- The Washington Times - Thursday, August 13, 2015

EPA administrator Gina McCarthy moved to mend fences Thursday with Navajo Nation as the agency denied accusations that it tried to force Indians to waive their rights to future claims stemming from the Gold King Mine blowout.

In a statement Thursday, the EPA described as “inaccurate” comments by Navajo President Russell Begaye, who told The Washington Times and other press this week that EPA workers were going door to door on his reservation asking residents to sign claim forms appearing to waive future rights for payments now.

Mr. Begaye called it “underhanded” and posted a copy of the claim form online, but EPA officials insist it isn’t true.

“EPA is not offering immediate reimbursements for damages from the Gold King Mine water and it is not true that if someone submits a claim that by doing so they limit or waive future rights,” the agency said.

The EPA also said those who face damages from the Aug. 5 accident at the abandoned Colorado mine, which sent 3 million gallons of bright orange wastewater down the Animas River, have two years to file claims under federal law.

Ms. McCarthy met with top Navajo officials for a private gathering Thursday on the reservation’s New Mexico side, then toured the San Juan River contamination site and the incident command center in Farmington, N.M.

The administrator, who has apologized repeatedly for the spill, called the accident “a heartbreaking situation for the EPA,” according to the Navajo Times.

She also announced that the EPA has committed $500,000 for clean water for livestock and crop irrigation for local farmers and ranchers. The day before, she toured the Animas River, which connects with the San Juan, in Durango, Colorado.

“We are making I think a concerted effort ‘round the clock at EPA, not only with hundreds of people on the ground but hundreds of people supporting them in the background, to make sure we get our short-term needs solved, but also to make sure that people know that EPA is in it for the long haul as well,” Ms. McCarthy said during a brief press conference in Farmington, N.M.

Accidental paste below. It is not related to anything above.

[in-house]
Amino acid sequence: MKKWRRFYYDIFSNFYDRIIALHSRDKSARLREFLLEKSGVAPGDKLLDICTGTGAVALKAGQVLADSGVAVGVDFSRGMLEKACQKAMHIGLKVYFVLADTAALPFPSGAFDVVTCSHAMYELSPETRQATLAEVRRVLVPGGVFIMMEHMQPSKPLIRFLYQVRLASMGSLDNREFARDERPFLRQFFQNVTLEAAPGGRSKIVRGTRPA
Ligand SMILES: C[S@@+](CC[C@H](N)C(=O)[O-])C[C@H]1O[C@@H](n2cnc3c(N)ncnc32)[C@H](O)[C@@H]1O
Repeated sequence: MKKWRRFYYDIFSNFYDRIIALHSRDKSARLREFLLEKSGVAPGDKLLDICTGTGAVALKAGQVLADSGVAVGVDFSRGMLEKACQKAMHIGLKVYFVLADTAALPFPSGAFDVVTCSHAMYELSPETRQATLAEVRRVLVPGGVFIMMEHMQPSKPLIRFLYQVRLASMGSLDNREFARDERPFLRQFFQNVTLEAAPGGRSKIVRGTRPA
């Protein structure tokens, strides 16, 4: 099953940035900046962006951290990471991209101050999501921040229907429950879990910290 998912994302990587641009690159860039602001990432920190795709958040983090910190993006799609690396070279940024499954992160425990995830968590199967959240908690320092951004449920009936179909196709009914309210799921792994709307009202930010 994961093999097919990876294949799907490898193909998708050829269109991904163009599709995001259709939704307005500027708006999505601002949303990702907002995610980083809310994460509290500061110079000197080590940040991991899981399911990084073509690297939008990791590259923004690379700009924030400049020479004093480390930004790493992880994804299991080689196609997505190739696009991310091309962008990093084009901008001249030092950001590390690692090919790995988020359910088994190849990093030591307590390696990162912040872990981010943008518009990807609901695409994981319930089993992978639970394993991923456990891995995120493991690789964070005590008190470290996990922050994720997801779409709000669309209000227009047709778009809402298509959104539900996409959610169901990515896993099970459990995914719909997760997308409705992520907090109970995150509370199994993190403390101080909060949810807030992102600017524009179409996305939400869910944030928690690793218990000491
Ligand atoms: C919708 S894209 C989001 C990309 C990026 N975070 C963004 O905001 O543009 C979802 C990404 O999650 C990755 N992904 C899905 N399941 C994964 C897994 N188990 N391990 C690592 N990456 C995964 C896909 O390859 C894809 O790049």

The EPA’s latest results from water testing in Colorado shows that the Animas River’s concentration of heavy metals is back to pre-spill levels, although orange residue remains on the river bottom, banks and rocks.

The orange plume from the spill moved down the Animas River and connected with the San Juan before heading to Utah and Lake Powell. Utah Gov. Gary Herbert declared a state of emergency Wednesday, the third governor to do so in reaction to the disaster.

“I am deeply disappointed by the actions of the Environmental Protection Agency,” Mr. Herbert said after issuing the executive order. “It was a preventable mistake, and they must be held accountable.”

Mr. Begaye had questioned the EPA workers’ motives, saying they were approaching elderly Navajo farmers and ranchers who may not speak English as their first language, and who would have a hard time understanding the confusing language on Standard Form 95, which does seem to indicate that the claims made on it are final settlements and constitute a waiver of future claims.

As it wrestles with the fallout from the contamination, the Navajo Nation has received advice from an unexpected source: Erin Brockovich, the anti-pollution crusader made famous in the eponymous movie starring Julia Roberts.

“Navajo Nation stand strong,” Ms. Brockovich said on Facebook. “We stand with you; I stand with you!!!”

“Yesterday, EPA chief Gina McCarthy said she was ‘absolutely deeply sorry,’” said Ms. Brockovich on Facebook. “Well, that isn’t enough. You can apologize for calling someone names or even for a DUI, but an apology for a toxic disaster just ain’t gonna cut it.”

Ms. Brockovich urged the EPA to take four steps: provide “full disclosure,” minimize the damage to the environment, pay economic damages and “this is the most important, it must take steps to ensure this doesn’t happen again, including firing people, taking action, and containing the toxic mining sites all across the west.”

“If it does that, it will still get bad marks for letting it happen but good marks for the proper reaction,” she added. “That’s how you handle a crisis.”

Mr. Begaye added on Facebook, “We need to bring her out to join us in this environmental fight!”

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